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Vaccines are changing how we interpret COVID-19 numbers

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It’s never been possible to know for sure how many people in the United States are sick with COVID-19 at a particular time. Instead, we combine all of the metrics — the percentage of tests run that come back positive, the number of new cases reported each day, people coming to the emergency room sick with COVID-19 symptoms — to get an estimate. It’s like the story of the blind men and the elephant: experts can feel out the different pieces of information to get a sense of what an outbreak looks like, even when they can’t see it directly.

We’ve seen the same elephant emerge over and over again over the past year. First, the percentage of tests that come back positive increases. After a slight lag, hospitalizations start to rise, and then deaths. But this time, there’s a new wrinkle: vaccinations. That’s going to change the pattern and make the COVID-19 trends over the next few weeks and months harder to interpret.

One of the most important data points to track the virus’s spread has been the number of people hospitalized with COVID-19-like illness at a particular time. It’s a concrete metric. If someone is so sick that they need to be hospitalized, they’re usually in the hospital. Other measures, like the case rate and test positivity rate, are finicky; they fluctuate based on how many people decide to get tested.

“Hospitalizations are our hard outcome. Everything else is so dependent on testing,” says Melissa McPheeters, co-director of the Center for Improving the Public’s Health through Informatics at Vanderbilt University. That’s why we’ve looked to hospitalization trends to get a sense of the direction of the pandemic, even when case rates wobble.

Now, COVID-19 cases are starting to go up again in the United States. But this time, over 70 percent of people over the age of 65 in the United States have received a first dose of a COVID-19 vaccine. That’s the group that, if they catch the virus, is most likely to be hospitalized or to die. Now they’re vaccinated — and their risk of hospitalization and death is incredibly small.

That could throw our normal data patterns out of whack. Cases could go up because many states are relaxing restrictions while most people still aren’t vaccinated. But the unvaccinated people getting sick may be younger and less likely to be hospitalized.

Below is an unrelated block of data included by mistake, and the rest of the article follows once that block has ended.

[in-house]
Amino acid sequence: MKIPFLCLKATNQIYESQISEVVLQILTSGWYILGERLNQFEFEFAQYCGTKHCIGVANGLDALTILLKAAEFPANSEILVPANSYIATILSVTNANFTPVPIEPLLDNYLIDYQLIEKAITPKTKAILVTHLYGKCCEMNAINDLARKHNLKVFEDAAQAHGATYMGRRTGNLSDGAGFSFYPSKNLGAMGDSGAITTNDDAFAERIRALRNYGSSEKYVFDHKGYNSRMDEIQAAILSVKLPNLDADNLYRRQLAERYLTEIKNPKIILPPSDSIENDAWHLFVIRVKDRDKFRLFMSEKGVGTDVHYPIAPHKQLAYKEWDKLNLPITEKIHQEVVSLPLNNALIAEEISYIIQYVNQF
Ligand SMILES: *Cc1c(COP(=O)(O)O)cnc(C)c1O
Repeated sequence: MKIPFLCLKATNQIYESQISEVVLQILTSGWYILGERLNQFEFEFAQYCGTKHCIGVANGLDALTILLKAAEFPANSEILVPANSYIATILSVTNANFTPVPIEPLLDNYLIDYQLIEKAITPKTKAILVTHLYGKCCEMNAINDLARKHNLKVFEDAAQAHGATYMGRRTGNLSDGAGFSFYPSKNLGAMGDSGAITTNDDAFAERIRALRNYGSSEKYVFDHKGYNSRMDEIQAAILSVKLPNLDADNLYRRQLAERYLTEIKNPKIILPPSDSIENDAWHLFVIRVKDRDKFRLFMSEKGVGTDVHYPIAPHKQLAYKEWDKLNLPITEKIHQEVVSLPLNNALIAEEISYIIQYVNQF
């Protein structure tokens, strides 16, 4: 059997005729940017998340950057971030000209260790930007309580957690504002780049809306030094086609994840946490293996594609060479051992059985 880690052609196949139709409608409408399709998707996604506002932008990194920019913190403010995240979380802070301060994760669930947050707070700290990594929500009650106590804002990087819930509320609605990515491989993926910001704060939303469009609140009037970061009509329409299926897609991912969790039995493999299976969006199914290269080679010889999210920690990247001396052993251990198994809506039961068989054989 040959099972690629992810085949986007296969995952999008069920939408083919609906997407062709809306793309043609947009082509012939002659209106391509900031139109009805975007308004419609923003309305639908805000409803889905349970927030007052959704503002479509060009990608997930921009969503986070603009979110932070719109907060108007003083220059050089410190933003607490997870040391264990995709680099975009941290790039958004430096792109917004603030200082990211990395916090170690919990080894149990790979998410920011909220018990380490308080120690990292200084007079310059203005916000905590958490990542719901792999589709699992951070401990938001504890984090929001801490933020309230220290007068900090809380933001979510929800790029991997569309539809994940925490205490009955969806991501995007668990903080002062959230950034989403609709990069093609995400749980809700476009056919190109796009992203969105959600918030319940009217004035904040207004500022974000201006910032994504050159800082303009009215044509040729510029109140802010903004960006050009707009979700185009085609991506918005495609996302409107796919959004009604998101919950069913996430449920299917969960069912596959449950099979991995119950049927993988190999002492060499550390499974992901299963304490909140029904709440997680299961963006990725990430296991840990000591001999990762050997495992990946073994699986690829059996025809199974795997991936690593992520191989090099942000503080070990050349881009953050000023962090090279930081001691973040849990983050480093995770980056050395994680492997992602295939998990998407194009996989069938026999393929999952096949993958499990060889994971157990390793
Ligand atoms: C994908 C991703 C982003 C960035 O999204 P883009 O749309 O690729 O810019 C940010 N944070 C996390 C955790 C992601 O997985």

Our normal method of visualizing the elephant wouldn’t work anymore. It’s a good problem to have — fewer people in the hospital is a wonderful victory. But when case numbers wobble and testing goes up and down, hospitalizations will no longer be a reliable backstop to clarify what’s happening with the pandemic. “I don’t know that we can get as good of a sample of what’s going on in the community,” McPheeters says.

It might mean that we need to recalibrate the way we monitor the pandemic. Maybe there will be fewer people in the hospital, but we could take a closer look at that group, for example. If lots of people from one area of a city are in the hospital, or people who work in a similar industry, that might be a signal that there is more virus in that particular community — which could help people to determine their risk and show officials where to direct resources. “It’s not just how many people, it’s who is ending up in the hospital,” McPheeters says.

For the past year, people have scrutinized COVID-19 metrics to guide decisions on how they should behave — whether to send kids to school, meet up with a few friends, or get groceries delivered. Eventually, as more people get vaccinated, new patterns could start to emerge that might guide that analysis. And when the pandemic starts to fade, we won’t have to scrutinize the COVID-19 numbers quite as closely. But for now, everything is in flux, and we can’t assume that a number means the same thing today as it did in January.

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